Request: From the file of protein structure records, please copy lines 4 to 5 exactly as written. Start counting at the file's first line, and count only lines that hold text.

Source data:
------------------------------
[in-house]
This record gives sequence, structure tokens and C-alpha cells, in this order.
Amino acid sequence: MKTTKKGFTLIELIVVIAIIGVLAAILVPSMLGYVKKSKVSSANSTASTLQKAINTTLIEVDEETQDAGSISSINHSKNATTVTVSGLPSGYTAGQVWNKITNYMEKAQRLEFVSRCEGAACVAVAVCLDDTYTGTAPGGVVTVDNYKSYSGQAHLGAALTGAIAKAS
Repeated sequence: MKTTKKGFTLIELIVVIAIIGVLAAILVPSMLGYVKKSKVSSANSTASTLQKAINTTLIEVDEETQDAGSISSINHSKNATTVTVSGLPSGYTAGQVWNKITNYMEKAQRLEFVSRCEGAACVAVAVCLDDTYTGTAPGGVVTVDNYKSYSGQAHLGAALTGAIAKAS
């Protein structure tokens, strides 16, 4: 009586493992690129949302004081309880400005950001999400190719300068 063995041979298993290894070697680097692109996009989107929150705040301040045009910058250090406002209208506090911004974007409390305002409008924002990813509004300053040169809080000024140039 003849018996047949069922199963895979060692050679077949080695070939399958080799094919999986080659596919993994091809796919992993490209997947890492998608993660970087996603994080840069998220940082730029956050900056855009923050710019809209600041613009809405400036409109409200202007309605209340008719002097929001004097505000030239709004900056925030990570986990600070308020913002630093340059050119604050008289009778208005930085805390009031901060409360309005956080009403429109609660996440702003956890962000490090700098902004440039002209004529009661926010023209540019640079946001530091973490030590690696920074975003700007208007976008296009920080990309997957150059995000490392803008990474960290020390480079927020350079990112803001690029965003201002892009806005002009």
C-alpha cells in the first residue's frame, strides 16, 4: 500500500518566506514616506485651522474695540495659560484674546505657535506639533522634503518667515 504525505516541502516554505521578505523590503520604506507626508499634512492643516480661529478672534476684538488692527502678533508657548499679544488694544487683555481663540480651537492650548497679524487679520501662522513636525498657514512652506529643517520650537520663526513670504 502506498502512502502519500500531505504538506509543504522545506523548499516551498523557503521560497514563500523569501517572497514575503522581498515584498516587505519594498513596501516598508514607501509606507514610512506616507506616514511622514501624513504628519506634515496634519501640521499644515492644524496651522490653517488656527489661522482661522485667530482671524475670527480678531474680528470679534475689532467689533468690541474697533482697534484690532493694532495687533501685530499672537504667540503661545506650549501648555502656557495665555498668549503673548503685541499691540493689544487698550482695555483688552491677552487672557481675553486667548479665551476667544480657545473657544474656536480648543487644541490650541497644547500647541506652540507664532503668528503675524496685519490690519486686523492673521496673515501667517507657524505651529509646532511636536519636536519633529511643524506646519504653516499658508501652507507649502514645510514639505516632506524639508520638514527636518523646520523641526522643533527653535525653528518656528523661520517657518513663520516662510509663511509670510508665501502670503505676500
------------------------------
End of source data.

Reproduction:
Repeated sequence: MKTTKKGFTLIELIVVIAIIGVLAAILVPSMLGYVKKSKVSSANSTASTLQKAINTTLIEVDEETQDAGSISSINHSKNATTVTVSGLPSGYTAGQVWNKITNYMEKAQRLEFVSRCEGAACVAVAVCLDDTYTGTAPGGVVTVDNYKSYSGQAHLGAALTGAIAKAS
């Protein structure tokens, strides 16, 4: 009586493992690129949302004081309880400005950001999400190719300068 063995041979298993290894070697680097692109996009989107929150705040301040045009910058250090406002209208506090911004974007409390305002409008924002990813509004300053040169809080000024140039 003849018996047949069922199963895979060692050679077949080695070939399958080799094919999986080659596919993994091809796919992993490209997947890492998608993660970087996603994080840069998220940082730029956050900056855009923050710019809209600041613009809405400036409109409200202007309605209340008719002097929001004097505000030239709004900056925030990570986990600070308020913002630093340059050119604050008289009778208005930085805390009031901060409360309005956080009403429109609660996440702003956890962000490090700098902004440039002209004529009661926010023209540019640079946001530091973490030590690696920074975003700007208007976008296009920080990309997957150059995000490392803008990474960290020390480079927020350079990112803001690029965003201002892009806005002009």